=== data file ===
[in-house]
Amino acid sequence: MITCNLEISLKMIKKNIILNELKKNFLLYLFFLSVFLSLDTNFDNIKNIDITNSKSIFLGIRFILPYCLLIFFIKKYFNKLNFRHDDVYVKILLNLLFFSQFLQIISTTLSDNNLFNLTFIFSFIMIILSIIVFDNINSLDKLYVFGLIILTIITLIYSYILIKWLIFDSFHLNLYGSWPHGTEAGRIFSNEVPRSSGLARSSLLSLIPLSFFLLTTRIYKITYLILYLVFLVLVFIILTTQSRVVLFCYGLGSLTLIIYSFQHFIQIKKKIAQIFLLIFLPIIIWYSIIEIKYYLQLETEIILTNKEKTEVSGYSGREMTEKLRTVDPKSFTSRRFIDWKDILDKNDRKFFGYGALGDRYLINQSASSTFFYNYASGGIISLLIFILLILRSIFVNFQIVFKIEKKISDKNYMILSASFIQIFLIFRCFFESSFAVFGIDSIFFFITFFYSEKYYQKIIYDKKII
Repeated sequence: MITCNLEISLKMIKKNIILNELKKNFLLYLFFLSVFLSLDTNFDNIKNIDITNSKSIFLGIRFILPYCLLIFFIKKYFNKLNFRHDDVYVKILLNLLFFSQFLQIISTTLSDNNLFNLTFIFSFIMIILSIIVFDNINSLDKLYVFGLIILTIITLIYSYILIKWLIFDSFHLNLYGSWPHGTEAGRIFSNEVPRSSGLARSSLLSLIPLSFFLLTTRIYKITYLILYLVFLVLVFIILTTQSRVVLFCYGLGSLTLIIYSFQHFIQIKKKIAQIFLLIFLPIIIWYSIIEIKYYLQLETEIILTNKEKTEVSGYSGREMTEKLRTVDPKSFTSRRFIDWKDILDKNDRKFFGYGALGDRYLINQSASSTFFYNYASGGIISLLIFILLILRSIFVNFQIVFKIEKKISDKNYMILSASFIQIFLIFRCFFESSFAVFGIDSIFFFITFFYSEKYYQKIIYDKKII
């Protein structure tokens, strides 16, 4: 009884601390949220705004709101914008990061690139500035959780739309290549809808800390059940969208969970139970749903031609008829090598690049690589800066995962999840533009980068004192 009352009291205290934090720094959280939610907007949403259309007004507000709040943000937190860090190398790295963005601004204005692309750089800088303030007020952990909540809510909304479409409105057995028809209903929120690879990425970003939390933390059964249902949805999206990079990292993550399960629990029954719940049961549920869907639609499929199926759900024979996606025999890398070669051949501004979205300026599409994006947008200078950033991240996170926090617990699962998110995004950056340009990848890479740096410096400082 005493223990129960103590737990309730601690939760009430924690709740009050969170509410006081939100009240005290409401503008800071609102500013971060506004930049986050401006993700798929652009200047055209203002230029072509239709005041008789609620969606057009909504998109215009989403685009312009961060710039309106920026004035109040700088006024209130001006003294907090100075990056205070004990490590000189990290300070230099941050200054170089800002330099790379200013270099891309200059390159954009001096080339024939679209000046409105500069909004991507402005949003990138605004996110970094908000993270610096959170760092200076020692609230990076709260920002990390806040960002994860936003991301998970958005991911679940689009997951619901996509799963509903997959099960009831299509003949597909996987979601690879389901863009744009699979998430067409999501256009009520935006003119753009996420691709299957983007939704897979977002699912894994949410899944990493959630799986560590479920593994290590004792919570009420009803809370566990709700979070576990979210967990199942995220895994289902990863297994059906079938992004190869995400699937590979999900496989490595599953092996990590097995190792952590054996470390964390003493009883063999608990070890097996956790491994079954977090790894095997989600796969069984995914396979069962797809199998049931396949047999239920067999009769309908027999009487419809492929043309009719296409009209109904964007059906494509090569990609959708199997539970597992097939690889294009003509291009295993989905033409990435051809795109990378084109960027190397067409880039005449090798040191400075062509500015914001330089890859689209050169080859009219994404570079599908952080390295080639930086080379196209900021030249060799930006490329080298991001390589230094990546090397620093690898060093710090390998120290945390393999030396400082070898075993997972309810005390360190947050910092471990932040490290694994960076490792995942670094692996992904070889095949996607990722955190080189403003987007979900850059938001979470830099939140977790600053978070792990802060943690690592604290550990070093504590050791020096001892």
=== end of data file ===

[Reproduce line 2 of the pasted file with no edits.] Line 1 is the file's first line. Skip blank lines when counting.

Amino acid sequence: MITCNLEISLKMIKKNIILNELKKNFLLYLFFLSVFLSLDTNFDNIKNIDITNSKSIFLGIRFILPYCLLIFFIKKYFNKLNFRHDDVYVKILLNLLFFSQFLQIISTTLSDNNLFNLTFIFSFIMIILSIIVFDNINSLDKLYVFGLIILTIITLIYSYILIKWLIFDSFHLNLYGSWPHGTEAGRIFSNEVPRSSGLARSSLLSLIPLSFFLLTTRIYKITYLILYLVFLVLVFIILTTQSRVVLFCYGLGSLTLIIYSFQHFIQIKKKIAQIFLLIFLPIIIWYSIIEIKYYLQLETEIILTNKEKTEVSGYSGREMTEKLRTVDPKSFTSRRFIDWKDILDKNDRKFFGYGALGDRYLINQSASSTFFYNYASGGIISLLIFILLILRSIFVNFQIVFKIEKKISDKNYMILSASFIQIFLIFRCFFESSFAVFGIDSIFFFITFFYSEKYYQKIIYDKKII